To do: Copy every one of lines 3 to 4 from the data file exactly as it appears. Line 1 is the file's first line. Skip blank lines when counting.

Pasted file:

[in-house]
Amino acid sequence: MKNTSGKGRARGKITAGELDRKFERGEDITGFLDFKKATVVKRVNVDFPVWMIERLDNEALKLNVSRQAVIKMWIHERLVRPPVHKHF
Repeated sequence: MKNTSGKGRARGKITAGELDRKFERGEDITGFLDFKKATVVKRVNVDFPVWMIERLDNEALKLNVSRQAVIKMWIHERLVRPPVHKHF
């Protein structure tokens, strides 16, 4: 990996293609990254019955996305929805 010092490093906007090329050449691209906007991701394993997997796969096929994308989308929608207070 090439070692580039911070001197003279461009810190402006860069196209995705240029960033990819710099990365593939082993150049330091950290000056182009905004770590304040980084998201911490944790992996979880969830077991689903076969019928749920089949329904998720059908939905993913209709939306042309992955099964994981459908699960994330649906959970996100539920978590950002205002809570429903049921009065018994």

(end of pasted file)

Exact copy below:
Repeated sequence: MKNTSGKGRARGKITAGELDRKFERGEDITGFLDFKKATVVKRVNVDFPVWMIERLDNEALKLNVSRQAVIKMWIHERLVRPPVHKHF
């Protein structure tokens, strides 16, 4: 990996293609990254019955996305929805 010092490093906007090329050449691209906007991701394993997997796969096929994308989308929608207070 090439070692580039911070001197003279461009810190402006860069196209995705240029960033990819710099990365593939082993150049330091950290000056182009905004770590304040980084998201911490944790992996979880969830077991689903076969019928749920089949329904998720059908939905993913209709939306042309992955099964994981459908699960994330649906959970996100539920978590950002205002809570429903049921009065018994």